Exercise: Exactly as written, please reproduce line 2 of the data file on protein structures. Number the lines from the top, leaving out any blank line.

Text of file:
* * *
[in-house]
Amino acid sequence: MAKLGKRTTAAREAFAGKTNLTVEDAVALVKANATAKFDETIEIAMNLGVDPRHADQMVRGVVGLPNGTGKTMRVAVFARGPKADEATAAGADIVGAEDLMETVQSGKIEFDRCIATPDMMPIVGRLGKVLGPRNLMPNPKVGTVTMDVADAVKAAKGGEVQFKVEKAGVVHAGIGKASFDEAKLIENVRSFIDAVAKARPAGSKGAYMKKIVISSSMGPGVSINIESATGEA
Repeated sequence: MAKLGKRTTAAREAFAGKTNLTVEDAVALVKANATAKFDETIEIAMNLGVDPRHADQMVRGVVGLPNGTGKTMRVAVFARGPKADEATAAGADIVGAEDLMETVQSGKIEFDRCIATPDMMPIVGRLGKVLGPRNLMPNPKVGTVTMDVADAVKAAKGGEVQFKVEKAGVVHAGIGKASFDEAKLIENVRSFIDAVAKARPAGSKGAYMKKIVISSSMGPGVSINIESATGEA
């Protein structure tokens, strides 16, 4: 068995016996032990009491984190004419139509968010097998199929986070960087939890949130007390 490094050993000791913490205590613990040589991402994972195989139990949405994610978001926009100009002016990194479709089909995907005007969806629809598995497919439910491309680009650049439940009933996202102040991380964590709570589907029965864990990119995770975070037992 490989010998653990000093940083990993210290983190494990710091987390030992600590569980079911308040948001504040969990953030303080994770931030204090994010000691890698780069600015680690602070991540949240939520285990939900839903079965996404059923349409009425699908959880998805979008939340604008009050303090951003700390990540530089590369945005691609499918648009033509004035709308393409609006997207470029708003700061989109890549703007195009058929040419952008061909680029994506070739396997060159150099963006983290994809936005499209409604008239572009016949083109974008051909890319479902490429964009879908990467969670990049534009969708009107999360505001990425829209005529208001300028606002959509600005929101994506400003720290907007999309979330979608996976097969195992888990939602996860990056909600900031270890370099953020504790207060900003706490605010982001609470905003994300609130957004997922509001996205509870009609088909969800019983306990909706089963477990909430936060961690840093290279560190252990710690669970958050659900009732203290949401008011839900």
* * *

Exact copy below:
Amino acid sequence: MAKLGKRTTAAREAFAGKTNLTVEDAVALVKANATAKFDETIEIAMNLGVDPRHADQMVRGVVGLPNGTGKTMRVAVFARGPKADEATAAGADIVGAEDLMETVQSGKIEFDRCIATPDMMPIVGRLGKVLGPRNLMPNPKVGTVTMDVADAVKAAKGGEVQFKVEKAGVVHAGIGKASFDEAKLIENVRSFIDAVAKARPAGSKGAYMKKIVISSSMGPGVSINIESATGEA